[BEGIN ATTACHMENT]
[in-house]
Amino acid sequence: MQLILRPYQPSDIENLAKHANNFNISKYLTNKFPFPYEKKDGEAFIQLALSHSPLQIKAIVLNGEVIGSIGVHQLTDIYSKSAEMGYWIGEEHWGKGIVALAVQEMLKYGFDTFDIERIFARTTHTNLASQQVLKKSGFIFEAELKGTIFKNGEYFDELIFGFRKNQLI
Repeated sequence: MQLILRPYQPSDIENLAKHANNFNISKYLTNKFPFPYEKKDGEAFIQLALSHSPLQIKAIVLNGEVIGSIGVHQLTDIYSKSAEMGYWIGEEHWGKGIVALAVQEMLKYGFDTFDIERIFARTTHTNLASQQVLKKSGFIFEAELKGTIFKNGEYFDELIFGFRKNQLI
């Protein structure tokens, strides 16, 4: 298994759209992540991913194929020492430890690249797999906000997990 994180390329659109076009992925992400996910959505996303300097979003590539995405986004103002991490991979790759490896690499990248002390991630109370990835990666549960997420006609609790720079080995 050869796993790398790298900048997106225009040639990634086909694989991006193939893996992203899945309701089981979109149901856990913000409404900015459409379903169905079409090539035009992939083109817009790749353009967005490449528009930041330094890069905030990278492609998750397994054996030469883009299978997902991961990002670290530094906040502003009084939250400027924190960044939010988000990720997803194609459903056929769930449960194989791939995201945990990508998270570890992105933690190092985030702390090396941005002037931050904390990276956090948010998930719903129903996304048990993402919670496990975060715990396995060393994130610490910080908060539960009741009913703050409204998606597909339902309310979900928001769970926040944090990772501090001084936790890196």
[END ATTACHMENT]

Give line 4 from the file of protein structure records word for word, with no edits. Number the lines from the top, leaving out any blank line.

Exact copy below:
């Protein structure tokens, strides 16, 4: 298994759209992540991913194929020492430890690249797999906000997990 994180390329659109076009992925992400996910959505996303300097979003590539995405986004103002991490991979790759490896690499990248002390991630109370990835990666549960997420006609609790720079080995 050869796993790398790298900048997106225009040639990634086909694989991006193939893996992203899945309701089981979109149901856990913000409404900015459409379903169905079409090539035009992939083109817009790749353009967005490449528009930041330094890069905030990278492609998750397994054996030469883009299978997902991961990002670290530094906040502003009084939250400027924190960044939010988000990720997803194609459903056929769930449960194989791939995201945990990508998270570890992105933690190092985030702390090396941005002037931050904390990276956090948010998930719903129903996304048990993402919670496990975060715990396995060393994130610490910080908060539960009741009913703050409204998606597909339902309310979900928001769970926040944090990772501090001084936790890196």